Johnstown has the advantage of being more accessible by major highways, and has daily rail service.

Travel information is at:
http://members.bellatlantic.net/autreattravel/
or
http://tinyurl.com/autreattravel

While the closest major city for air travel is Pittsburgh, Johnstown's rail connection with Pittsburgh, Philadelphia and
NYC is such that people arriving by public transportation may find it easier to schedule through Philadelphia and take the
train from there:

http://members.bellatlantic.net/autreat ... stown.html
or
http://tinyurl.com/flytorailtojohnstown

It is also possible to connect by train from Southwest Airlines' (WN) Baltimore hub (BWI airport).

=========================================
Here is the full set of travel pages:
=========================================

- INDEX -
http://members.bellatlantic.net/autreattravel/
or
http://tinyurl.com/autreattravel
or
http://preview.tinyurl.com/autreattravel

- FLY TO JOHNSTOWN (JST) -
http://members.bellatlantic.net/autreat ... stown.html
or
http://tinyurl.com/flytojohnstown

- RAIL TO JOHNSTOWN -
http://members.bellatlantic.net/autreat ... stown.html
or
http://tinyurl.com/railtojohnstown

- FLY TO RAIL TO JOHNSTOWN -
http://members.bellatlantic.net/autreat ... stown.html
or
http://tinyurl.com/flytorailtojohnstown

- DRIVE TO JOHNSTOWN -
http://members.bellatlantic.net/autreat ... stown.html
or
http://tinyurl.com/drivingtoautreat

- FLY AND DRIVE TO JOHNSTOWN -
http://members.bellatlantic.net/autreat ... stown.html
or
http://tinyurl.com/flyanddrivetojohnstown

- "RIDE THE DOG" TO JOHNSTOWN -
http://members.bellatlantic.net/autreat ... stown.html
or
http://tinyurl.com/takethedogtojohnstown

- ACCESSIBLE TRANSPORTATION INFO -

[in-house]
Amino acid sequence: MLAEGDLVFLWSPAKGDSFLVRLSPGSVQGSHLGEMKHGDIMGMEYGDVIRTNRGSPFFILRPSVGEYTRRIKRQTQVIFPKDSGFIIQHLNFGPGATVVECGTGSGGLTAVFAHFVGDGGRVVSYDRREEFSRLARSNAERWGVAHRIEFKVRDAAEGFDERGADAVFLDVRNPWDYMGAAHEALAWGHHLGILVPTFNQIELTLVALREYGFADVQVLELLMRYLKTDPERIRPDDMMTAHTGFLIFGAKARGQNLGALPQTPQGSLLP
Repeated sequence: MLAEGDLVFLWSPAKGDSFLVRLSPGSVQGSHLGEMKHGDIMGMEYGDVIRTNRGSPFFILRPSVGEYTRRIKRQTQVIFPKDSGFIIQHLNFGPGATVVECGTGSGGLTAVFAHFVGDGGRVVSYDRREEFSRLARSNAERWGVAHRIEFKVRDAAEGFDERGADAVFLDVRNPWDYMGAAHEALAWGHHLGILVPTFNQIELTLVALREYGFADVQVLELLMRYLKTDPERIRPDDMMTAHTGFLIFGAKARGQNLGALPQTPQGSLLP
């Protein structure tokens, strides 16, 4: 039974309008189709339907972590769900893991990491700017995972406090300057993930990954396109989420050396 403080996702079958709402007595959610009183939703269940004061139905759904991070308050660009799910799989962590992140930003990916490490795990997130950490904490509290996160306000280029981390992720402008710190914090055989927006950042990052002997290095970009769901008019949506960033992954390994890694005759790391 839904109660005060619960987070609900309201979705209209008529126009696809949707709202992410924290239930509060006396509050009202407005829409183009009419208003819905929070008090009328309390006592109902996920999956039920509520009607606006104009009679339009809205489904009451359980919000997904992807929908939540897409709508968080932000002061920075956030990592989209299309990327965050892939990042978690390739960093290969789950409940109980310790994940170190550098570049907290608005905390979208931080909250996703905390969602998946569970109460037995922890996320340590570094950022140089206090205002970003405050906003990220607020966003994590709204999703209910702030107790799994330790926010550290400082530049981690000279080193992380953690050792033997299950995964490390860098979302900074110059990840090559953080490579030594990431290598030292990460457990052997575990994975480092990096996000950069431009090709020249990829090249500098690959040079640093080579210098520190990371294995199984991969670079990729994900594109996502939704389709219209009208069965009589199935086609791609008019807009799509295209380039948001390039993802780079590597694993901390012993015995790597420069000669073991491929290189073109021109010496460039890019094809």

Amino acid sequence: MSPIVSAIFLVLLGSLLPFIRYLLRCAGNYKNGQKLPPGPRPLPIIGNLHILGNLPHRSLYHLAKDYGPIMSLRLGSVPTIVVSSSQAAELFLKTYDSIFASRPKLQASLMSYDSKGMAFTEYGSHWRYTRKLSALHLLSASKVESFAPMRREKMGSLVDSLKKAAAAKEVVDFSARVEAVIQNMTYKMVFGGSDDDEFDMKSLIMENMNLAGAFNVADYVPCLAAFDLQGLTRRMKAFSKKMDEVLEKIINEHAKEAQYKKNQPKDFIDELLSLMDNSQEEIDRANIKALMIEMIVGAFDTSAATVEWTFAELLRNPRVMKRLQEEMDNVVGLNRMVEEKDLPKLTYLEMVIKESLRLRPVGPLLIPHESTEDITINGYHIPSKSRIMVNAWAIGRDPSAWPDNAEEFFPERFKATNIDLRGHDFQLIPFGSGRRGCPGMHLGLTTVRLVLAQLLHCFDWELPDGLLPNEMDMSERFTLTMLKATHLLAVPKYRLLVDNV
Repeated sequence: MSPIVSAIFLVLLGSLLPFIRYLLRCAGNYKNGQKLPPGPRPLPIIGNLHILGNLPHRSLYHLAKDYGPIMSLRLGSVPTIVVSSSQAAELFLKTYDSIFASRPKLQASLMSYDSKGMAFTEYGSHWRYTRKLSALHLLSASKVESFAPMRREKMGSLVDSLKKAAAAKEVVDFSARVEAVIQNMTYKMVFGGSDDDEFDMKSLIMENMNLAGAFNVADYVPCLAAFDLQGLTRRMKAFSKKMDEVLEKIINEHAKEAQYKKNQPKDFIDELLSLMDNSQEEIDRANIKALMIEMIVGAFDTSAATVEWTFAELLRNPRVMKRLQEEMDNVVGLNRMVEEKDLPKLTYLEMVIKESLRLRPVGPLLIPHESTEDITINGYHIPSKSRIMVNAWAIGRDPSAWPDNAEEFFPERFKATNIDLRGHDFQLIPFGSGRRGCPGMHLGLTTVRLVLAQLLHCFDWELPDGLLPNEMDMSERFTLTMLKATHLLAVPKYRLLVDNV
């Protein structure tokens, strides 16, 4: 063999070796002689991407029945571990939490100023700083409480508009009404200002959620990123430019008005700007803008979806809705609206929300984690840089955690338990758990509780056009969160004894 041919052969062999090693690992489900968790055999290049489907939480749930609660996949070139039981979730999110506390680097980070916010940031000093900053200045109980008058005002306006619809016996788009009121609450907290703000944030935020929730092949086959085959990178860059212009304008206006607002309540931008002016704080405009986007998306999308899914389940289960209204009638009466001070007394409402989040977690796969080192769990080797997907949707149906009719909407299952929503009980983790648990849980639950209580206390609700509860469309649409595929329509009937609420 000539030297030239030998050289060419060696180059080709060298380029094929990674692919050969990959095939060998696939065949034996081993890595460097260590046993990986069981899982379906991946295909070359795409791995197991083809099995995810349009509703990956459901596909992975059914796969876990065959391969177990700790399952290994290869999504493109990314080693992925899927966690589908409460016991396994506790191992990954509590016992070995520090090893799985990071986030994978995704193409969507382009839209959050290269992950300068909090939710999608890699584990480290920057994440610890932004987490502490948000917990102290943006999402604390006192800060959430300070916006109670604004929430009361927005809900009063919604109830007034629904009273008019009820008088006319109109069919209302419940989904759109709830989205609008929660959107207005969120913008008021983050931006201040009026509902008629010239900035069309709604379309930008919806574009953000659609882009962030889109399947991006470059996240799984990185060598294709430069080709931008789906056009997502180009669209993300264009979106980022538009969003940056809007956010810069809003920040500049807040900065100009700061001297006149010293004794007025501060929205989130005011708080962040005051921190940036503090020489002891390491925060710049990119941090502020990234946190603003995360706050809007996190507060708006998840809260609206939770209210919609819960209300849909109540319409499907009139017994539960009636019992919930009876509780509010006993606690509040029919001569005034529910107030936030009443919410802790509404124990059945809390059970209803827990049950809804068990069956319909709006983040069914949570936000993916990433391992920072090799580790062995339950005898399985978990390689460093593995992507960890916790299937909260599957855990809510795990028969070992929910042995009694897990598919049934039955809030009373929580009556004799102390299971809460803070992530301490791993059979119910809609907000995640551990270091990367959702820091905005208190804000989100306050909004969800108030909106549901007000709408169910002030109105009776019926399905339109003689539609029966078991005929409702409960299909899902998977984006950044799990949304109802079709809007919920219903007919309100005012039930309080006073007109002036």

http://members.bellatlantic.net/autreat ... sible.html
or
http://tinyurl.com/autreataccessibletravel

- INTERNATIONAL TRAVEL INFO -
http://members.verizon.net/~autreattrav ... ional.html
or
http://tinyurl.com/autreattravelinternational


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wavefreak58
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02 Mar 2011, 2:36 pm

Too bad there isn't a weekend calendar of events for those of us that can't get away during the week.


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02 Mar 2011, 6:54 pm

I have been watching this thread now for weeks and weeks and feel like I can articulate a bit how I feel now on this matter.

I have only been recently diagnosed and before that time you could not get me to care RE autism or about any sort of community. I was functioning just fine (better than most NTs). I fail to see how you think that you can reach out to undiagnosed or even include them in your numbers.

While his beliefs are wildly unpopular on here I have to agree with Molecular Biologist (I think that is his name) when he says that you get so few people traveling long distance to meet up because of the fact that MOST of the people with Autism are (in fact) so crippled by the disorder that they cannot make such a trip.

As soon as I was diagnose (and had picked myself off the floor) I began to seek out organizations that I could participate in to learn of the disorder and perhaps to help. I got connected with the two autistic groups here in the Portland area for adults. I went with an expectation that I might find "like" people but what I found was largely not "like" people. Very few of the adults there were employed and those who were were also largely under employed. Over the weeks, I got to talking to them and their stories are tragic. I got a "first-hand" glimpse of this disorder and how crappy it really is to so many people and I got a sense of gratitude for having as much faculty as I do despite my ASD.

During this same time, I began to moderate for our local ASAN group and I established an ASD special group for BBBS as well as started an ASD support group at my company. My eyes keep telling me the same thing. Unless you happened to be very blessed, ASD will render you unable to support yourself in any traditional way which will make it impossible (or nearly so) to attend a function such as Autscape.

Now on to the people (the very small percentage) who can afford the 1K or so to make such a trip.... During my past weeks of research, I too, had some ideas about getting the capable autisitc people together for some sort of "common" good... So I researched what existed already and we have already some pretty amazing options....